Performing under the stage name Blondshell
, singer-songwriter Sabrina Teitelbaum sources lyrics from her diary, baring it all for anyone and everyone with songs based on personal experiences of heartbreak and loss. But the self-deprecating 25-year-old, who grew up on a heavy diet of alt-rock in New York City, wouldn’t want it any other way.
“It just feels like me. It doesn’t feel like an alter-ego. I wanted to have the music come out under another name, mostly because my first and last name [are] long and hard to spell. But it feels like me. Even during the show, I’m not trying to be anyone else. I’m just trying to be as honest as possible and myself as much as possible,” she says. “I think it would be really hard not to do that. I don’t think I ever tried to be anyone else. I just didn’t have as much clarity by nature of being younger. Now I get to be myself and know who that is more than I have in the past. It is relieving.”
Since Teitelbaum began releasing singles in late 2022, including October’s “Cartoon Earthquake,”
Blondshell has become one of indie rock’s brightest rising stars. Her audience undeniably resonates with her “sad girl” mix of ’90s grunge and Brit pop paired with the brooding sensibilities of singer-songwriters like Elliott Smith
and Patti Smith
. Entertainment website UPROXX
named Blondshell July's “Must Hear Indie Artist,” while NYLON
named her “Indie's New Artist You Need to Know” around the same time.
“Nothing’s off limits, because I wrote a lot of these songs for myself and ended up putting them out. It sort of feels like that opened up a lot, because there’s nothing that’s more vulnerable for me to write about than the things that I have written about. It feels like I can say whatever I want,” Teitelbaum says, adding that the next single from her upcoming 2023 album will be available everywhere on Tuesday, January 24. “Some of these songs are about topics that are difficult and heavy. Some of them are dark. I have been surprised that a lot of people have been like, ‘Yeah, I feel the same way.’ It was hard at first to put some of these songs out, because I don’t show everybody all sides of myself. But now everybody sees all of these most vulnerable, intimate sides of who I am because of the lyrics.”
Take a song like “Olympus,”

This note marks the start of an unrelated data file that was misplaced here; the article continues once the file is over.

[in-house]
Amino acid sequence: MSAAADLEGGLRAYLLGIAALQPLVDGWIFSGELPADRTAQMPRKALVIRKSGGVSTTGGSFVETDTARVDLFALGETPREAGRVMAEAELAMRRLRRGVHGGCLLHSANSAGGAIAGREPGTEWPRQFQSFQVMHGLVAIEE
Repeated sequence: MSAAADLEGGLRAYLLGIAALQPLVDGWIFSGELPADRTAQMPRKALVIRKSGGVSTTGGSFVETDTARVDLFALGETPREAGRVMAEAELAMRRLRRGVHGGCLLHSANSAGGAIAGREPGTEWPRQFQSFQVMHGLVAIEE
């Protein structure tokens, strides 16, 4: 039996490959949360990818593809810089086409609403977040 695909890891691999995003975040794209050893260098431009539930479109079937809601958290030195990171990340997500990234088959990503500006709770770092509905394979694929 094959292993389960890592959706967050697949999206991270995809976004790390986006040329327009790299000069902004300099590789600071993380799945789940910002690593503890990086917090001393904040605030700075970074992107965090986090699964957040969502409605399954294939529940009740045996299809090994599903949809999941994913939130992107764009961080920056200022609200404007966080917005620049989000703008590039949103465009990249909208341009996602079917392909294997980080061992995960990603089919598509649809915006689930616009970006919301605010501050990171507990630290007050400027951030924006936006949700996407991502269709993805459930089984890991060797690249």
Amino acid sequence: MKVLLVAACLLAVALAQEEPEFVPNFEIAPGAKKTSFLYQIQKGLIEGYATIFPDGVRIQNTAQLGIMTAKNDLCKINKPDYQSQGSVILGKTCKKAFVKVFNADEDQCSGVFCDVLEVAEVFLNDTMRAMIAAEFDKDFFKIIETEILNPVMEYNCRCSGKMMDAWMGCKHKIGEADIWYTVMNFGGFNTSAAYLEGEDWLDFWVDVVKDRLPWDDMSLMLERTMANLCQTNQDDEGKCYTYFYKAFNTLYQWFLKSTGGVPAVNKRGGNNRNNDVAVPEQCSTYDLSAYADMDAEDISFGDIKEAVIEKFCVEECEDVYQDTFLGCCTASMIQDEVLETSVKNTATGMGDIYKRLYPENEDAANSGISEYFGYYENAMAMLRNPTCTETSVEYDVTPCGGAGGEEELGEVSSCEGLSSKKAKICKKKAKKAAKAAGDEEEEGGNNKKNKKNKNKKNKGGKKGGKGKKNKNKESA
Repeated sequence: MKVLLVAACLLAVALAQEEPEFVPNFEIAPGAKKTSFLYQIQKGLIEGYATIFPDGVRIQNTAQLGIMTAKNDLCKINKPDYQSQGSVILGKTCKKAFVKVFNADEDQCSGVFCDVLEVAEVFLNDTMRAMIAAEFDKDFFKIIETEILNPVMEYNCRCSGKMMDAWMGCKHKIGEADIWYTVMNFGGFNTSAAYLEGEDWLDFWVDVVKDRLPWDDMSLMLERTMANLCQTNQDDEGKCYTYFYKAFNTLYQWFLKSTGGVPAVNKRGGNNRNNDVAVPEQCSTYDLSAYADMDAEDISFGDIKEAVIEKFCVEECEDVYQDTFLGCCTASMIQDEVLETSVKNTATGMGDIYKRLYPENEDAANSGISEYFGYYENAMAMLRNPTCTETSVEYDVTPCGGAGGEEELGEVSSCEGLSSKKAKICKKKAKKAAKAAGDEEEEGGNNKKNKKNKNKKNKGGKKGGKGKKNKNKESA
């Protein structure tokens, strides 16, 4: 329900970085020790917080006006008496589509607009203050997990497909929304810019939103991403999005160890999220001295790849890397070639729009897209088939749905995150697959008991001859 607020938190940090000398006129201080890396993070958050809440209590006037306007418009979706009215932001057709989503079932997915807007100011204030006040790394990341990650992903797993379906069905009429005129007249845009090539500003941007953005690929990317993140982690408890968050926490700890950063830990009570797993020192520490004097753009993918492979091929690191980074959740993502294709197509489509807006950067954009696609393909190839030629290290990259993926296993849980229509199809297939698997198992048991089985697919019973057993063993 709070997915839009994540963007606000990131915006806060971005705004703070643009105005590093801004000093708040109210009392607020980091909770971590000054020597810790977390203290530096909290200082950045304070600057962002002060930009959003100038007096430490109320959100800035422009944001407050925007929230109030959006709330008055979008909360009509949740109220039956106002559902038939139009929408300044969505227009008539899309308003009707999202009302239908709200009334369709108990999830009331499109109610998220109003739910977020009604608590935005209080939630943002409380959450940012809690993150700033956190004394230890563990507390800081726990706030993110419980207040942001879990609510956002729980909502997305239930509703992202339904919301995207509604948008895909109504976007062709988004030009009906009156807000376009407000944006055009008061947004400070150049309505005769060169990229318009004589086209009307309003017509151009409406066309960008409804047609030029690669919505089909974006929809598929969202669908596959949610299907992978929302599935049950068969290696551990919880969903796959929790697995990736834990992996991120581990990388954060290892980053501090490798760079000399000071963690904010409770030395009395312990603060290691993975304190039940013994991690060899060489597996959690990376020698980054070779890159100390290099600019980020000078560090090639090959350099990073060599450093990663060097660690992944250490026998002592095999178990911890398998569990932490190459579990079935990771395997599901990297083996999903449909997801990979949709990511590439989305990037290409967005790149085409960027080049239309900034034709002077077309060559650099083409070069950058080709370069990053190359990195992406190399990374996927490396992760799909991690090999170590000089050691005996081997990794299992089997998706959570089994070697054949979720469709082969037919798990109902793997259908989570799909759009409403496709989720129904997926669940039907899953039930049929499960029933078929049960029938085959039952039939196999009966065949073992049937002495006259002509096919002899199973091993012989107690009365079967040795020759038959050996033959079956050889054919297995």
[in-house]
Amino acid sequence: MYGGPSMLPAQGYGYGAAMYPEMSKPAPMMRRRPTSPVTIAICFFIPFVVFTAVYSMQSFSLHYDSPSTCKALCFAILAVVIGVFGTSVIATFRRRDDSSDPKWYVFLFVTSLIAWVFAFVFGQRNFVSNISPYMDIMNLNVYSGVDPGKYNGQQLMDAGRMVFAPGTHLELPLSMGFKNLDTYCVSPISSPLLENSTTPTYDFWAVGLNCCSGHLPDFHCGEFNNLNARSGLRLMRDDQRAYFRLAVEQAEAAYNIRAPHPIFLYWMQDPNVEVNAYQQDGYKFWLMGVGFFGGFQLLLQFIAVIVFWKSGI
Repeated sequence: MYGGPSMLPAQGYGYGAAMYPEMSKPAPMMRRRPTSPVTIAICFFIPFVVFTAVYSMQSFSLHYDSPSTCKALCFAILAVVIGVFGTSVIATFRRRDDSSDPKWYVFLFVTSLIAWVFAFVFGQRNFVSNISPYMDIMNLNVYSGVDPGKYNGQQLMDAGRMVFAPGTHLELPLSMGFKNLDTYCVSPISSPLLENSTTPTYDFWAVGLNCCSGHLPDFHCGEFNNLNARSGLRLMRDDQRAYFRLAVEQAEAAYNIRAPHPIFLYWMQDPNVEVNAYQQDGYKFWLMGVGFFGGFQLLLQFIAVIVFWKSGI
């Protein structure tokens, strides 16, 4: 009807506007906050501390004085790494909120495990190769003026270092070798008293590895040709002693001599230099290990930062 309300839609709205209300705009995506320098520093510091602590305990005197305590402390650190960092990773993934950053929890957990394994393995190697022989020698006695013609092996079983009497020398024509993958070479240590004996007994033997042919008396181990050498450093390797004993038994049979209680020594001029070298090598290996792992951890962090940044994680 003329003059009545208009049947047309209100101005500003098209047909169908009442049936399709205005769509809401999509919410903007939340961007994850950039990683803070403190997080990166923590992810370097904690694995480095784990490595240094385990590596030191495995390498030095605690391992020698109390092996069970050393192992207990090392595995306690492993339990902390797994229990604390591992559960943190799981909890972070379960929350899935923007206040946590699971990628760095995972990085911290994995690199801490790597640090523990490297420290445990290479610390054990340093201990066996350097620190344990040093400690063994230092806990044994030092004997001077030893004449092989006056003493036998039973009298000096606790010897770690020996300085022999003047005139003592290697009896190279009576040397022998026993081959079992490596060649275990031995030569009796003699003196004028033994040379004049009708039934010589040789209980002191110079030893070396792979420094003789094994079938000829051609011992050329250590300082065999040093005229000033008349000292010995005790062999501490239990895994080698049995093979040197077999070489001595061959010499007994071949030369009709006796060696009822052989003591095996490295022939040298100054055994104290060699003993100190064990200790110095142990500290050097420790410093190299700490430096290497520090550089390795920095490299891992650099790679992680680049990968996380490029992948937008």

for example, which starts off with the lines:“I’d still kill for you / I’d die to spend the night at your belonging,” and chronicles a romantic fling entwined with substance abuse and addiction. Teitelbaum knows it’s not all roses all the time, and she isn’t afraid to say that.
“I said the thing. It’s not just festering. I usually write about things that are painful or difficult for me,” she says. “Often, it’s like I had this bad situation, but I got this nice thing out of it that feels good for me to sing and sounds good. It just feels like getting a nice little gift from a bad situation.”
That goes for her concerts, too. Her first show of 2023 happens Wednesday, January 18, at the Bluebird Theater
, with Blondshell opening for Suki Waterhouse
. If the recordings are so raw, just imagine the ramped-up emotion of a live show.
“People can expect me just to show up how I really am that day. I just wear everything on my sleeve, because I don’t know how to do anything else. I think they can expect an honest performance of the music,” Teitelbaum explains. “I think music is so different than other forms of performing art because of that. I don’t have to be anybody else or any specific way. The songs already exist, so I’m going to play the songs, but I get to bring so much more of whatever is happening in my day to any show, which I think is really nice, and easier for me than anything else would be.”
Blondshell, 8 p.m. Wednesday, January 18, Bluebird Theater, 3317 East Colfax Avenue. Tickets are $20-$25.